Making the Most of an African Safari
Tourists come to South Africa for two things – sun and safari. But do they understand that in order to see the Big-5 in their natural habitat it’s bound to rain at some point? So how do lodges help guests understand that rain is necessary (and welcome) and how do they keep them enthusiastic when they find that their 3-day safari is going to be a rainy one? By Des Langkilde.
To find out how they make the most of their guest’s safari experience on rainy days, I interviewed Rob Gradwell, Managing Director of Lalibela Private Game Reserve in South Africa’s malaria-free Eastern Cape province.
“Well firstly, we don’t cancel game drives when it rains. Some of the best game sightings that our guests have experienced have been on drives in the rain. Viewing predator species, in particular, is best while rain is falling. The reason for this is that big cats hunt more successfully in the rain as plains game turn their backs to the angle that the rain is coming from. The rain also dampens sound and decreases smell.
“Secondly, from a guest comfort perspective while on safari in the rain, we have recently replaced Ponchos on our game viewing vehicles with brand new fleece-lined raincoats.
“Our rangers and lodge staff go to great lengths to explain to guests how important rain is in Africa and how essential it is for the flora and fauna. We also brief our guests on the unique photo opportunities that can only be captured in wet conditions. For example, when the earth is wet after a downpour, flying ants burst from the earth in their thousands, while birds take advantage of this as an easy feeding opportunity. Then there’s the chance to photograph a rainbow – well worth enduring a few hours’ on safari in the rain,” says Gradwell.
I then asked Vernon Wait, Lalibela’s Marketing Director what guests do on rainy days in-between game drives.
“Like most game reserves and lodges in South Africa, our lodges have comfortable lounges with a wide selection of coffee-table books, novels by popular authors in various languages and board games for guests to enjoy. Then, of course, there is the pleasure to be derived from sitting beside a roaring open hearth fire, while sipping on a South African sherry or Amarula Cream, or a freshly brewed coffee – all of which is provided complimentary as part of our all-inclusive rates at Lalibela.”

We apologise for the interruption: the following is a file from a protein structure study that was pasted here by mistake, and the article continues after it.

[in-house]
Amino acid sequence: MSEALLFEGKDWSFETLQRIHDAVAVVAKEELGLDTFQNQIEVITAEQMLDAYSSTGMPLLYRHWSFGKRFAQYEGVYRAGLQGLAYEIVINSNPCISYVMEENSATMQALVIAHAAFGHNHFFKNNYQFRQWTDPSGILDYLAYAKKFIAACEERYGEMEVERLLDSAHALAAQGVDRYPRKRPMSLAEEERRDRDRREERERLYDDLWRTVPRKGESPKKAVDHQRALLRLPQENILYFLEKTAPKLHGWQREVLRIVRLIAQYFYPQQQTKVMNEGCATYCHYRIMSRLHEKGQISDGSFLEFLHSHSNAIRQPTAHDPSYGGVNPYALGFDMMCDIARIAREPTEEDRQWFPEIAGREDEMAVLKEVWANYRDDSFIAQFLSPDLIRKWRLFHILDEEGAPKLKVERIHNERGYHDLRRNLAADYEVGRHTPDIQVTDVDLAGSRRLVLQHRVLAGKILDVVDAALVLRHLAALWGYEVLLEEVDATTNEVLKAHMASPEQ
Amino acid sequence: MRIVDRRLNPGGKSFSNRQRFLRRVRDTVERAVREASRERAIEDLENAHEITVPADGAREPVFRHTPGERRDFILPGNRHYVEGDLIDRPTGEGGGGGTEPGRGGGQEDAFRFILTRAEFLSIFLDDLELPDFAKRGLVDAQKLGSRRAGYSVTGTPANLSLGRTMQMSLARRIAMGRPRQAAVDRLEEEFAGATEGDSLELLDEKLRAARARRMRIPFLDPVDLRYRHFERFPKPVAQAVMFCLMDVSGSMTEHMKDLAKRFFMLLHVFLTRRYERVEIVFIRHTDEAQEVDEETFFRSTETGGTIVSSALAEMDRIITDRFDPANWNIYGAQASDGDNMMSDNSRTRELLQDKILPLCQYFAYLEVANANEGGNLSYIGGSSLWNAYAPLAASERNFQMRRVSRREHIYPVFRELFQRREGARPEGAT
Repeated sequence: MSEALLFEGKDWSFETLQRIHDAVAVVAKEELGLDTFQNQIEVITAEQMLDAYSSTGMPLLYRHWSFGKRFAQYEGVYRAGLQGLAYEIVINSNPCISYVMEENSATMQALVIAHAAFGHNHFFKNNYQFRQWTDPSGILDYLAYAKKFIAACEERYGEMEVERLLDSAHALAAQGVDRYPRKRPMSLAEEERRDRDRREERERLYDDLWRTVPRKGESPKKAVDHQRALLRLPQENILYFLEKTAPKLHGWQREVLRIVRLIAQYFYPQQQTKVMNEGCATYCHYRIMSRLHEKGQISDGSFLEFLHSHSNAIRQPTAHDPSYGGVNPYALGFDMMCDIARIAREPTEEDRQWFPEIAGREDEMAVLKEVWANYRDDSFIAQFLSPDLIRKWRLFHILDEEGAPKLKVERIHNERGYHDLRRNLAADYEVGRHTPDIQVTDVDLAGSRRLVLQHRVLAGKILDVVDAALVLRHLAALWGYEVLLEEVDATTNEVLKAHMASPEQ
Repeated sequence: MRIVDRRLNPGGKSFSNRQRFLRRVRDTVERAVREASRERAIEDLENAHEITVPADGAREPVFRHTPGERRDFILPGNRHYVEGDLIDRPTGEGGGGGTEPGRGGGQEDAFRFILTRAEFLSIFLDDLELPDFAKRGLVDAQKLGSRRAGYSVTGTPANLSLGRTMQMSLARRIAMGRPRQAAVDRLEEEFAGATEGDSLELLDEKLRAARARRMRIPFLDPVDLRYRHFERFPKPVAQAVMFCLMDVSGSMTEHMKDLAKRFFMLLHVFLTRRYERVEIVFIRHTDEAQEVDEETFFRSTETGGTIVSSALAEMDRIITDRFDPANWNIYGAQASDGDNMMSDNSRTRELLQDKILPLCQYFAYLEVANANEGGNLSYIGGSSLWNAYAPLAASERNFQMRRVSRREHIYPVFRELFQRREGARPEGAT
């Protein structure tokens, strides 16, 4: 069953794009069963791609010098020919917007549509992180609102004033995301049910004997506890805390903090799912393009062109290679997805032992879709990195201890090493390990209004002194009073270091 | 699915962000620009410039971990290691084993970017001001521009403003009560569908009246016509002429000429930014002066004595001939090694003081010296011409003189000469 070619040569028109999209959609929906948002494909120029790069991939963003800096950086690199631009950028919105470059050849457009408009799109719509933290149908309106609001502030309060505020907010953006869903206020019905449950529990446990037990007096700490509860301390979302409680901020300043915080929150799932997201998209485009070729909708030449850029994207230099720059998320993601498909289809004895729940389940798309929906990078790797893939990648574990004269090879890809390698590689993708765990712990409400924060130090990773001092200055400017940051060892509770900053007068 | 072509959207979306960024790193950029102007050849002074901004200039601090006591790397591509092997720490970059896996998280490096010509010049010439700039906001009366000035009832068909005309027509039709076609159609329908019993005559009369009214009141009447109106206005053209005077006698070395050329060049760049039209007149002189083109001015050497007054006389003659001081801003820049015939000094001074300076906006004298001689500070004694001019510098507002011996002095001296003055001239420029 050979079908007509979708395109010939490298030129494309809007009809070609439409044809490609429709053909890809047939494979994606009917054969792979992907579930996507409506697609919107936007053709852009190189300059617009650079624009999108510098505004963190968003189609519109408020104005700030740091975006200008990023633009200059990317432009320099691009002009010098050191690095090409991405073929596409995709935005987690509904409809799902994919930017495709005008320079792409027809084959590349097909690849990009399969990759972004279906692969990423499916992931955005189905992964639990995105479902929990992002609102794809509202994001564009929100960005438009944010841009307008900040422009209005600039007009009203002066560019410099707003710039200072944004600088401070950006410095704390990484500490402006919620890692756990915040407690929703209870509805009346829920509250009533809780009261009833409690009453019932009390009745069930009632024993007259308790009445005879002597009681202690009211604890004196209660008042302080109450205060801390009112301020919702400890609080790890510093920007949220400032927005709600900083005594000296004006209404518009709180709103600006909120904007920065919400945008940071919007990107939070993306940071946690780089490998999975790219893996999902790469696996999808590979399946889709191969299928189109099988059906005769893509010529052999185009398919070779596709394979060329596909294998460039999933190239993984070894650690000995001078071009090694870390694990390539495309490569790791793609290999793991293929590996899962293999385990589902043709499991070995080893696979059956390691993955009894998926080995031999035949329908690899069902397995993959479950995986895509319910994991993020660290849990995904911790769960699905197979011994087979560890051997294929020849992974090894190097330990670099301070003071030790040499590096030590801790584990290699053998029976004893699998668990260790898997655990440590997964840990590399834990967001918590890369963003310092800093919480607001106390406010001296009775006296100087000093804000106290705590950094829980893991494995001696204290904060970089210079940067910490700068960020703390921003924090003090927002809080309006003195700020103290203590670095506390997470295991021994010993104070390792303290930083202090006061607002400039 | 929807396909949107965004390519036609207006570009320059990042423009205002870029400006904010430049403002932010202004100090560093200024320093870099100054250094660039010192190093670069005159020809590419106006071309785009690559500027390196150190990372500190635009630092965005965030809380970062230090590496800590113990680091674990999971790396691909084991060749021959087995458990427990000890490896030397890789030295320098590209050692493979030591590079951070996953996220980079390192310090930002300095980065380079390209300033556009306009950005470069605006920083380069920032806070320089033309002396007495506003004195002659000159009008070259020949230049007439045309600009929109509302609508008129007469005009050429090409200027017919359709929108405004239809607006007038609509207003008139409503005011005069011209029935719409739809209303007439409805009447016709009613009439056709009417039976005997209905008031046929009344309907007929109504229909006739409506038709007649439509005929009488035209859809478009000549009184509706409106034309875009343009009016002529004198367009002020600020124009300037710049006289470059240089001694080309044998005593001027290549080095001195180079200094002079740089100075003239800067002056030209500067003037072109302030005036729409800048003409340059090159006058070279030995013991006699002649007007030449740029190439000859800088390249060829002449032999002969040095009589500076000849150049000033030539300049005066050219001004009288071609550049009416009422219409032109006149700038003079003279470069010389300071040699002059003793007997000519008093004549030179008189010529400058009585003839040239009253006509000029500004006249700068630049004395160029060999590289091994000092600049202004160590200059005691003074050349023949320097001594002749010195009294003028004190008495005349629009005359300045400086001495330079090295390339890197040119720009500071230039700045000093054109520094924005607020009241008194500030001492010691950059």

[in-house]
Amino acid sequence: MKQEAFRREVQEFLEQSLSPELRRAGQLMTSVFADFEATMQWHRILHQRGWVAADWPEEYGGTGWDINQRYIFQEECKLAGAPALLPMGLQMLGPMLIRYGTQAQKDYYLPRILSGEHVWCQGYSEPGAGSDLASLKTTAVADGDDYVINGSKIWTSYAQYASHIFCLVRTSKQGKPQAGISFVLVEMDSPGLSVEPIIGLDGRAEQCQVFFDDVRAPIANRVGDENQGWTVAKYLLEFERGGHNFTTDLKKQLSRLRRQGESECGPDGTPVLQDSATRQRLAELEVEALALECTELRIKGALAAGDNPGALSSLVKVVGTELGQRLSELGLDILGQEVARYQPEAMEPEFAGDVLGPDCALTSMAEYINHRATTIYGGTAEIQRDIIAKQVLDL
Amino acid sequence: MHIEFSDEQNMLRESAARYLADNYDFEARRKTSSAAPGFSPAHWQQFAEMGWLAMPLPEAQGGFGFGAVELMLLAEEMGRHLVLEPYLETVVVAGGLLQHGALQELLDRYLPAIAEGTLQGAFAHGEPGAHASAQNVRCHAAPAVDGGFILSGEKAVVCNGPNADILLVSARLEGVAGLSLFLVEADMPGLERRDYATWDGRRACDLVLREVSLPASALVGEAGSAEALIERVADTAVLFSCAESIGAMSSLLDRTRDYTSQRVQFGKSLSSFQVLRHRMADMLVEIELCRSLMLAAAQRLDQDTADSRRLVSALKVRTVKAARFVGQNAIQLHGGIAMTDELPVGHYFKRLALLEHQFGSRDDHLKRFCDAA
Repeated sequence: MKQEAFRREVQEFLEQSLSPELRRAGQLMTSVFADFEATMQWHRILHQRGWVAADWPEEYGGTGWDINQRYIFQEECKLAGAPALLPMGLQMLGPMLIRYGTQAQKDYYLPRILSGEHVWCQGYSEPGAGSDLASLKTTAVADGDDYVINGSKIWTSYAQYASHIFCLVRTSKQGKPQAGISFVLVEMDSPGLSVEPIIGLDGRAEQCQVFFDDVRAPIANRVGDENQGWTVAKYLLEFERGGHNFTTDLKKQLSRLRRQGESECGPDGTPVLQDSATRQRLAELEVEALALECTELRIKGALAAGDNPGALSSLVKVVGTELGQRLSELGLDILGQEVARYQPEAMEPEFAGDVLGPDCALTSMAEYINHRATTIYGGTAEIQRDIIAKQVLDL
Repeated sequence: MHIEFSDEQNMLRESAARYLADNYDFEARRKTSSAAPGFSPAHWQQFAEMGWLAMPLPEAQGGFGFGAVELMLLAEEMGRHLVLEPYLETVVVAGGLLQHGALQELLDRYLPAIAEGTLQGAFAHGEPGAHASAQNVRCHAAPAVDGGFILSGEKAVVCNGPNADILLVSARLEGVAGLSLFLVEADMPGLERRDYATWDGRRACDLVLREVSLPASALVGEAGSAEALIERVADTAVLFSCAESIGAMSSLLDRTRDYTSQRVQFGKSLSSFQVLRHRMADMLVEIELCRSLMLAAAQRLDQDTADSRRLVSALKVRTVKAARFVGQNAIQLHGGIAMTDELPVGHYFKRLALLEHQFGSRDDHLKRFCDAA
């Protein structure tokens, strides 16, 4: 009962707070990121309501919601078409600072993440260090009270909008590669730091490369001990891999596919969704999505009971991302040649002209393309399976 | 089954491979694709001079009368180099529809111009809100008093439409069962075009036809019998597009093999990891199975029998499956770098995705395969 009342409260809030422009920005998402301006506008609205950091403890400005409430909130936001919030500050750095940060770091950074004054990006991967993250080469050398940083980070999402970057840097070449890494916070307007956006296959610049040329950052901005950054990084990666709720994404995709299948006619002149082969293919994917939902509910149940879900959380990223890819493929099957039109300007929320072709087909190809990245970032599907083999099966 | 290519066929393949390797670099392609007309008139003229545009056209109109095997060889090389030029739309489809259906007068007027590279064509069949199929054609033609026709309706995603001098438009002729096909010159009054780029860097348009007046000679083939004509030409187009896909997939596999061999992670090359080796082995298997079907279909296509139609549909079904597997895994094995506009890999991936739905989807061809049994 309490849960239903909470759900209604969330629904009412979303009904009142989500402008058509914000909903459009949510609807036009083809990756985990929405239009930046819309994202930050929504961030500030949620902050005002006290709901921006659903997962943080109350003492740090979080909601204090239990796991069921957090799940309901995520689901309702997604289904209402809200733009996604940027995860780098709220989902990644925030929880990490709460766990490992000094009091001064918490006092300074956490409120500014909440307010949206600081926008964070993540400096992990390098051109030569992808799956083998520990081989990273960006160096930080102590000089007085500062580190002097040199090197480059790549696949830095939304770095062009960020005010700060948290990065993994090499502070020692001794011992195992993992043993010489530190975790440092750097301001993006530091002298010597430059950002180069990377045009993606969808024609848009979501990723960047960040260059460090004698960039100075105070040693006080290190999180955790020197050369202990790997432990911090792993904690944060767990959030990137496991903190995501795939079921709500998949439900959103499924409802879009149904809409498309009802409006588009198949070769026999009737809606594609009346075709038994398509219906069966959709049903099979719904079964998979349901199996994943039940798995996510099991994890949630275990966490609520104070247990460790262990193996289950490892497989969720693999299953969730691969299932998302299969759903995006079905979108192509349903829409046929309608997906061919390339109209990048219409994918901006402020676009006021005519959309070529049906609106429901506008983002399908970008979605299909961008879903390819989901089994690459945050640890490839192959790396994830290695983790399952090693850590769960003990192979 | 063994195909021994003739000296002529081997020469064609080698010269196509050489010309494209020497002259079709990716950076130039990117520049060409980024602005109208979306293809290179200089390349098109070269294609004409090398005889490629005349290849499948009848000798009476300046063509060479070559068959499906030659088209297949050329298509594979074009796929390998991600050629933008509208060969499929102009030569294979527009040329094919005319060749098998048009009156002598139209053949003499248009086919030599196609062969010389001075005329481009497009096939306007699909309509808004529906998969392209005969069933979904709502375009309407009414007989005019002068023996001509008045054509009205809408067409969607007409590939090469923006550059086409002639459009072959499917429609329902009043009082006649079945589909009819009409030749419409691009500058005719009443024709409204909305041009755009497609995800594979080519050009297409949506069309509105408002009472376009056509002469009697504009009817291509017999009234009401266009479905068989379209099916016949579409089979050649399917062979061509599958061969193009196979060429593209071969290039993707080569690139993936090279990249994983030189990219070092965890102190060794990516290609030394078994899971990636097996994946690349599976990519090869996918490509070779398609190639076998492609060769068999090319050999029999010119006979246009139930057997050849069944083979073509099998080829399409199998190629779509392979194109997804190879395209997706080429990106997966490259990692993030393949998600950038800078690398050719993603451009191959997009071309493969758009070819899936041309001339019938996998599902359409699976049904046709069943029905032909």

And what about guests who have young children?
“Mark’s Camp has a well-equipped play centre where children are kept busy on dry or rainy days with a number of fun and educational activities, such as rhino T-shirt painting, making African masks, painting, making photo frames, making wind mobiles, and a whole lot more. Also, on a complimentary basis, we provide experienced childminders to take care of children while their parents relax. Special meal times for children under eight years of age, with food more suited to young pallets, also ensures that parents can have more adult time should they choose,” says Wait.
I should mention at this point that children have their own game drive accompanied by a Children’s Programme Coordinator – but that’s another story which you can read about here.
What pre-trip tips would you give to guests who know that they will be arriving over a rainy period?
“Be Prepared! A lot of the stress about rain on safari stems from what water may do to their expensive cameras and electronic equipment. We recommend that guests bring along a waterproof bag in which to put everything the moment it starts to rain heavily. Although a lot of gear these days can handle a light spatter of rain, it’s better to be safe than sorry.
“Also, as with when it is not raining, we encourage our guests to eliminate specific expectations and to be open to anything. Accept the wet conditions and look out for unique sightings that won’t be seen in dry conditions. The joy and enthusiasm felt by rangers and lodge staff are difficult to ignore and this often rubs off on guests. It is not uncommon to hear guests talking about their “crazy ranger” who got them to dance in the rain at sundowner time on the game drive,” concludes Wait.
From my own experiences of game drives in the rain, I’ve found them to be exhilarating, as the field guide performs feats of driving on muddy roads, coaxing the Land Cruiser up steep inclines as though he’d been doing it all his life. Of course, he mostly had been. It’s all part of the adventure of a safari in the rain.
For more information visit www.lalibela.net